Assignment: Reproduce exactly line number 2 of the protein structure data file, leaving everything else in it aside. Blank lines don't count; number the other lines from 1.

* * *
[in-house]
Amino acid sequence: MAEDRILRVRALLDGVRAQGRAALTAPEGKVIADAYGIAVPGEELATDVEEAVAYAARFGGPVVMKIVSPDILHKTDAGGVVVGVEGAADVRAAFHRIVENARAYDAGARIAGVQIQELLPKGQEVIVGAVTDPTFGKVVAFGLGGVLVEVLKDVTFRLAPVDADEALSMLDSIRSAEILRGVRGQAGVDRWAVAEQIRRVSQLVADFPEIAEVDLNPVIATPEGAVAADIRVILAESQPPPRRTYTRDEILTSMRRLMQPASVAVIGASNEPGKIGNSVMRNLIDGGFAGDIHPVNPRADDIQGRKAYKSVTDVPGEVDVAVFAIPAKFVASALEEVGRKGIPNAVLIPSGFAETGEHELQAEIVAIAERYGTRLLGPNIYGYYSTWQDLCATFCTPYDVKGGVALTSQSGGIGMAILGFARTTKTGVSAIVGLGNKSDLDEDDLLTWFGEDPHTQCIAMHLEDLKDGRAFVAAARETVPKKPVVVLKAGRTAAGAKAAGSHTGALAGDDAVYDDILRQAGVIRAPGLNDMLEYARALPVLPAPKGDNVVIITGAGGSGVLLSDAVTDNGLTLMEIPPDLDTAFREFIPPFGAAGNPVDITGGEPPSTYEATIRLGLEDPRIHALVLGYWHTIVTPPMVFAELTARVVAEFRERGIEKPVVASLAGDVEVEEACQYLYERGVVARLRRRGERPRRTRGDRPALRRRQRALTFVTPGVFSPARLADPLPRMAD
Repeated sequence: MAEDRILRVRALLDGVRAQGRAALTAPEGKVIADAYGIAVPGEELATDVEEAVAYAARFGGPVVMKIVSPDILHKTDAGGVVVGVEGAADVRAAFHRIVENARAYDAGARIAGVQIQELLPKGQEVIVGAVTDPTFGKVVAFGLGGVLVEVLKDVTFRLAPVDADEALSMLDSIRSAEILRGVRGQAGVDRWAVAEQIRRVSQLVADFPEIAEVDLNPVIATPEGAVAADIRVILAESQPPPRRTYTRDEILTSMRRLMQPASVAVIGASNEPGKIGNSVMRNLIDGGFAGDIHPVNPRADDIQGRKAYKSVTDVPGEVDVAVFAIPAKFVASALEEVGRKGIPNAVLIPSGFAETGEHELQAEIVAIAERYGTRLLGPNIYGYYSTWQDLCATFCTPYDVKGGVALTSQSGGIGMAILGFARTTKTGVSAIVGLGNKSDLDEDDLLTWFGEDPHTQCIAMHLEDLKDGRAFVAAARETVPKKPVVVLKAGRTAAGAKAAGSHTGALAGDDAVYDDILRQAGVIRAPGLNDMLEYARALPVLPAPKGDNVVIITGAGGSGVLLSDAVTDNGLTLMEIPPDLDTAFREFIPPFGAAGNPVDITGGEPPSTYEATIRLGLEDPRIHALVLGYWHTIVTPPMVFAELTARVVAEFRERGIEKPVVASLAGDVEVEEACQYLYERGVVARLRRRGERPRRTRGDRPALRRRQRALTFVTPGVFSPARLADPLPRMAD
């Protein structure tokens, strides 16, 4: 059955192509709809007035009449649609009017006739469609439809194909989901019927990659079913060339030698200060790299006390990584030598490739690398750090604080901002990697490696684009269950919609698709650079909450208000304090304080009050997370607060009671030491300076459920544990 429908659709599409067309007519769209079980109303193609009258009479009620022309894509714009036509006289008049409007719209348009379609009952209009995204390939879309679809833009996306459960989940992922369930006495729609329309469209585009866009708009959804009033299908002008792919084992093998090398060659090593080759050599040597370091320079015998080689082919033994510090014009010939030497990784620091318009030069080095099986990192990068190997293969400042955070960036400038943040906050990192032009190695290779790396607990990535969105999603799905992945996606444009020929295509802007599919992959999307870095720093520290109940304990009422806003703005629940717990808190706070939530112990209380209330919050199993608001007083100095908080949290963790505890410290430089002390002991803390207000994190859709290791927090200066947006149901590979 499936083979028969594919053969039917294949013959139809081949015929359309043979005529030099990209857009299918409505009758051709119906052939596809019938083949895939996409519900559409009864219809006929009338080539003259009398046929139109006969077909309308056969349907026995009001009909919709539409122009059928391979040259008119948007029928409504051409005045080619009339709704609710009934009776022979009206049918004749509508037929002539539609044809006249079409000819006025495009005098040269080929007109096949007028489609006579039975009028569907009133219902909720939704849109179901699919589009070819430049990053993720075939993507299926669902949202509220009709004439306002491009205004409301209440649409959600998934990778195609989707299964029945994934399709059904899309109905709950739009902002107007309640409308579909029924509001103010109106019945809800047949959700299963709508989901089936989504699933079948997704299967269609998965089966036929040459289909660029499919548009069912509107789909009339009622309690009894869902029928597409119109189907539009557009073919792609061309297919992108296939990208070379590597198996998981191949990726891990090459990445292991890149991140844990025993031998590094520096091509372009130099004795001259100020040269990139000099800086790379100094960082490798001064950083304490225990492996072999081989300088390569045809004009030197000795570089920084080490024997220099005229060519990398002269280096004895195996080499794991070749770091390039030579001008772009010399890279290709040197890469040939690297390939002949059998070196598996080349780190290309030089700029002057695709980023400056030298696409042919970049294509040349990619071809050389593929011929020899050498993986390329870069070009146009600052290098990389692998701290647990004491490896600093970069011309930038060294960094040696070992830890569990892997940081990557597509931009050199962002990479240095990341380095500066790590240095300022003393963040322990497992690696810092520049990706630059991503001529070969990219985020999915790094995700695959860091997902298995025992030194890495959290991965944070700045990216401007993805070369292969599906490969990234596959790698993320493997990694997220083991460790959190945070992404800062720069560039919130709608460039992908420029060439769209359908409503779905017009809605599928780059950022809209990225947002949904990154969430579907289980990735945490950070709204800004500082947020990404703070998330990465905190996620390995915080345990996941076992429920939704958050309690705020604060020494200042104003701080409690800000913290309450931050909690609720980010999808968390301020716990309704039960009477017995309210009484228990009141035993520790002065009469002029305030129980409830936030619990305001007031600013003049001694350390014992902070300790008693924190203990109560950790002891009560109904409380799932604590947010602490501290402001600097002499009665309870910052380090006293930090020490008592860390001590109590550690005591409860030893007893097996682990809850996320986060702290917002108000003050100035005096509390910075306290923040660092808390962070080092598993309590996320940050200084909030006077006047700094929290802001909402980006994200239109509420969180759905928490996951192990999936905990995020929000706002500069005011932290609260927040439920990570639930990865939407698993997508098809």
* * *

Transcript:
Amino acid sequence: MAEDRILRVRALLDGVRAQGRAALTAPEGKVIADAYGIAVPGEELATDVEEAVAYAARFGGPVVMKIVSPDILHKTDAGGVVVGVEGAADVRAAFHRIVENARAYDAGARIAGVQIQELLPKGQEVIVGAVTDPTFGKVVAFGLGGVLVEVLKDVTFRLAPVDADEALSMLDSIRSAEILRGVRGQAGVDRWAVAEQIRRVSQLVADFPEIAEVDLNPVIATPEGAVAADIRVILAESQPPPRRTYTRDEILTSMRRLMQPASVAVIGASNEPGKIGNSVMRNLIDGGFAGDIHPVNPRADDIQGRKAYKSVTDVPGEVDVAVFAIPAKFVASALEEVGRKGIPNAVLIPSGFAETGEHELQAEIVAIAERYGTRLLGPNIYGYYSTWQDLCATFCTPYDVKGGVALTSQSGGIGMAILGFARTTKTGVSAIVGLGNKSDLDEDDLLTWFGEDPHTQCIAMHLEDLKDGRAFVAAARETVPKKPVVVLKAGRTAAGAKAAGSHTGALAGDDAVYDDILRQAGVIRAPGLNDMLEYARALPVLPAPKGDNVVIITGAGGSGVLLSDAVTDNGLTLMEIPPDLDTAFREFIPPFGAAGNPVDITGGEPPSTYEATIRLGLEDPRIHALVLGYWHTIVTPPMVFAELTARVVAEFRERGIEKPVVASLAGDVEVEEACQYLYERGVVARLRRRGERPRRTRGDRPALRRRQRALTFVTPGVFSPARLADPLPRMAD